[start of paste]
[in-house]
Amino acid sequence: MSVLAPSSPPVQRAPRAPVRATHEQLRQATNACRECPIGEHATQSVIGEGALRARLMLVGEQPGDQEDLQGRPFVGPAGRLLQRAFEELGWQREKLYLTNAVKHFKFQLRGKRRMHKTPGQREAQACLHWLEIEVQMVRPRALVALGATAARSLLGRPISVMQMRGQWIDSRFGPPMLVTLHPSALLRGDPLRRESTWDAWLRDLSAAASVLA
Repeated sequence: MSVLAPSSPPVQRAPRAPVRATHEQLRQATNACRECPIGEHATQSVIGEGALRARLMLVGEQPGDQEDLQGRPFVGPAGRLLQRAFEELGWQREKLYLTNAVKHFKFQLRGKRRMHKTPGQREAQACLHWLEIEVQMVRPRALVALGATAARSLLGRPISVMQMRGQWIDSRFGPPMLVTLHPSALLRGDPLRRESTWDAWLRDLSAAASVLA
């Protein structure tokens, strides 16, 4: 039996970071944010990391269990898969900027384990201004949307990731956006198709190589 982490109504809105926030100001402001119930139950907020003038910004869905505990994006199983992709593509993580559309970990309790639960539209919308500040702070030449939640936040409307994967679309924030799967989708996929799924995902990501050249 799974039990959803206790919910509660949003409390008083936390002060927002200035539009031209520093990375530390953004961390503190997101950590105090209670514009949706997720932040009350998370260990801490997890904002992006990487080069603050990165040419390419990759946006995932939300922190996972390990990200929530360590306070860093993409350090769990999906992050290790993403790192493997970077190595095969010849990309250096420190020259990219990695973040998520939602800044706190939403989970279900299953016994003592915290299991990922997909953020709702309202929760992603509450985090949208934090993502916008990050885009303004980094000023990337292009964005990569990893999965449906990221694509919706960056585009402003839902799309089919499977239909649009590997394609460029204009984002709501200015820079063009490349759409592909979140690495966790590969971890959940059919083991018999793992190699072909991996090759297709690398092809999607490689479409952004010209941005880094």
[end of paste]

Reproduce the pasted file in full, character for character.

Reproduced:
[in-house]
Amino acid sequence: MSVLAPSSPPVQRAPRAPVRATHEQLRQATNACRECPIGEHATQSVIGEGALRARLMLVGEQPGDQEDLQGRPFVGPAGRLLQRAFEELGWQREKLYLTNAVKHFKFQLRGKRRMHKTPGQREAQACLHWLEIEVQMVRPRALVALGATAARSLLGRPISVMQMRGQWIDSRFGPPMLVTLHPSALLRGDPLRRESTWDAWLRDLSAAASVLA
Repeated sequence: MSVLAPSSPPVQRAPRAPVRATHEQLRQATNACRECPIGEHATQSVIGEGALRARLMLVGEQPGDQEDLQGRPFVGPAGRLLQRAFEELGWQREKLYLTNAVKHFKFQLRGKRRMHKTPGQREAQACLHWLEIEVQMVRPRALVALGATAARSLLGRPISVMQMRGQWIDSRFGPPMLVTLHPSALLRGDPLRRESTWDAWLRDLSAAASVLA
């Protein structure tokens, strides 16, 4: 039996970071944010990391269990898969900027384990201004949307990731956006198709190589 982490109504809105926030100001402001119930139950907020003038910004869905505990994006199983992709593509993580559309970990309790639960539209919308500040702070030449939640936040409307994967679309924030799967989708996929799924995902990501050249 799974039990959803206790919910509660949003409390008083936390002060927002200035539009031209520093990375530390953004961390503190997101950590105090209670514009949706997720932040009350998370260990801490997890904002992006990487080069603050990165040419390419990759946006995932939300922190996972390990990200929530360590306070860093993409350090769990999906992050290790993403790192493997970077190595095969010849990309250096420190020259990219990695973040998520939602800044706190939403989970279900299953016994003592915290299991990922997909953020709702309202929760992603509450985090949208934090993502916008990050885009303004980094000023990337292009964005990569990893999965449906990221694509919706960056585009402003839902799309089919499977239909649009590997394609460029204009984002709501200015820079063009490349759409592909979140690495966790590969971890959940059919083991018999793992190699072909991996090759297709690398092809999607490689479409952004010209941005880094």